Say this much for the legislative session that ended on Friday: There was rarely a dull moment. With Democrats in control of both the Colorado Senate and the House of Representatives, and with the backing of a Democrat in the governor’s office, they were able to pass most of what can be described as an ambitious agenda.
Pueblo’s legislative leaders were among those who had their share of successes. Senate President Leroy Garcia and Rep. Bri Buentello, for example, were sponsors of a bill that will expand an opioid treatment program to more counties in Colorado. Buentello also was a sponsor of legislation that will create a grant program aimed at giving ninth graders help they need to stay in school and graduate. And Rep. Daneya Esgar shepherded a bill that will prevent medical patients from being charged out-of-network insurance expenses without their knowledge or consent.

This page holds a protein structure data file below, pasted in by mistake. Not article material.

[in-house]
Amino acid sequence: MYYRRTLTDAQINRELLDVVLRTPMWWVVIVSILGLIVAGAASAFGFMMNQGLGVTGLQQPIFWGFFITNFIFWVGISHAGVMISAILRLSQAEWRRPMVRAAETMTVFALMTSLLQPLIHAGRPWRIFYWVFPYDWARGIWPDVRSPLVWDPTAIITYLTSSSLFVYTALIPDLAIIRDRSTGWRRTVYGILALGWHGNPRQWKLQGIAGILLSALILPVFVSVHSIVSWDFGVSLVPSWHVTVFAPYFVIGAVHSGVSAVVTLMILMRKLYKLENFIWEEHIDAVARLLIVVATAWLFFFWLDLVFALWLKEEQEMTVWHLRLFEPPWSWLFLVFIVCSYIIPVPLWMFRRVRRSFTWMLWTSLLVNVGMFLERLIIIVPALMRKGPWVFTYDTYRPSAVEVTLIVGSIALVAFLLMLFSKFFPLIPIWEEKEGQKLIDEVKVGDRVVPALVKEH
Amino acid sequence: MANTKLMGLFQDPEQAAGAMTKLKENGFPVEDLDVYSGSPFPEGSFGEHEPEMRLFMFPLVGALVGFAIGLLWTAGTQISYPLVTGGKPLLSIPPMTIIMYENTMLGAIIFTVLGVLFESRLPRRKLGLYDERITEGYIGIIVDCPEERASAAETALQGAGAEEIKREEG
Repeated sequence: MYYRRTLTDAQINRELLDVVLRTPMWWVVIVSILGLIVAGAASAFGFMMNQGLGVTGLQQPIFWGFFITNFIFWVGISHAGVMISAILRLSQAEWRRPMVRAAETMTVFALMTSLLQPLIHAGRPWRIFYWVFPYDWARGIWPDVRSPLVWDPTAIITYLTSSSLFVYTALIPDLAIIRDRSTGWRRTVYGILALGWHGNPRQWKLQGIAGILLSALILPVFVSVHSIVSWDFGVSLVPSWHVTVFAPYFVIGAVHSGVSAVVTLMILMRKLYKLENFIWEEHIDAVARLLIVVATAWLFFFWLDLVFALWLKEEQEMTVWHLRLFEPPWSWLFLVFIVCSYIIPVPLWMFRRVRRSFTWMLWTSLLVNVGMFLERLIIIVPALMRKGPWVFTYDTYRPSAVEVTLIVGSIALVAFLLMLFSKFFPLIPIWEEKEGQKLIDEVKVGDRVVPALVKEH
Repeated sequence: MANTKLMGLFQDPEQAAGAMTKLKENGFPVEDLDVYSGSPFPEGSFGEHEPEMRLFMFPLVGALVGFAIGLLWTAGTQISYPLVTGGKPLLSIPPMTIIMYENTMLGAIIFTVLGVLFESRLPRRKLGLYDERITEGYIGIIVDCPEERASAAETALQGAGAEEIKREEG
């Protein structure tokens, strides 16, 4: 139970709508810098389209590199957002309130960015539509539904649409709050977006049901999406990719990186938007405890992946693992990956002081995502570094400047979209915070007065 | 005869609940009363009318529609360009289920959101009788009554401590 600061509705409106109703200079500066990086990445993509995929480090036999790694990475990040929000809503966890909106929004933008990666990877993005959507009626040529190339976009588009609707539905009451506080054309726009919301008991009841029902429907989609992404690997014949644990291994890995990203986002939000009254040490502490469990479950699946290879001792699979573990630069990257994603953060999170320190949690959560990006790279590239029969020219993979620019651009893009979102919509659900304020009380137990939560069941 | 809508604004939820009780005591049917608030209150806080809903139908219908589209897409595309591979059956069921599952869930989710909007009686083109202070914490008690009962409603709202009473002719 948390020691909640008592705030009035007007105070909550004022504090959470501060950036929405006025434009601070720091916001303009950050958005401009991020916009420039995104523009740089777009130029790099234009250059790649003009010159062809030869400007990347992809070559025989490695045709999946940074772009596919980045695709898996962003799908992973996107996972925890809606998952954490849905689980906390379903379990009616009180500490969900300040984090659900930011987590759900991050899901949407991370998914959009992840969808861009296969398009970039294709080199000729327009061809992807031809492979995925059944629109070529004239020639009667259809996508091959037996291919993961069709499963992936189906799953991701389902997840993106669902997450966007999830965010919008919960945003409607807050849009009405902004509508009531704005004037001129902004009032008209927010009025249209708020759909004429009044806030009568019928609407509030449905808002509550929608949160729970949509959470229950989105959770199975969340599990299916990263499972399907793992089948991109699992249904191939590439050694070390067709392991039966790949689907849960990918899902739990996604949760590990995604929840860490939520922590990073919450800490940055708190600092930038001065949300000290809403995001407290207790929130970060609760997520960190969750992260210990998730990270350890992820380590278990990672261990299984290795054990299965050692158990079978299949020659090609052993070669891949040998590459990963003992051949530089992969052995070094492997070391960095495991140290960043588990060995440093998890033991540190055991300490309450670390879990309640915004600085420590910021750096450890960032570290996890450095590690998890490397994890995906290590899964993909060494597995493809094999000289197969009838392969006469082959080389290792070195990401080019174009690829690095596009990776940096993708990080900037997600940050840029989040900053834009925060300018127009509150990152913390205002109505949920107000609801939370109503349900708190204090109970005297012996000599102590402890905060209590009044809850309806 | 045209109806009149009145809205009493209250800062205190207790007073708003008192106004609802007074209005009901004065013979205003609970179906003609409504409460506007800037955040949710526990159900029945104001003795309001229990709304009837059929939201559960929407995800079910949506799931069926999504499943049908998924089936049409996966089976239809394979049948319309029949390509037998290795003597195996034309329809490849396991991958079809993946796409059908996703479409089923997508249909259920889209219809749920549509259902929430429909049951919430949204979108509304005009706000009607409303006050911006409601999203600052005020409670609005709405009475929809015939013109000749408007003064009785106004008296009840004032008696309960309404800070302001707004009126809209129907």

Gov. Jared Polis also had a string of legislative victories during the session. His signature effort to provide state funding for full-day kindergarten in every school district throughout Colorado won approval. So did his plans to create a “re-insurance” program that will provide funding to health insurance providers to reduce the costs of some of their most expensive claims. Polis told The Pueblo Chieftain editorial board Saturday that the re-insurance program should lower the costs of premiums for people living in the Pueblo area by about 10 percent.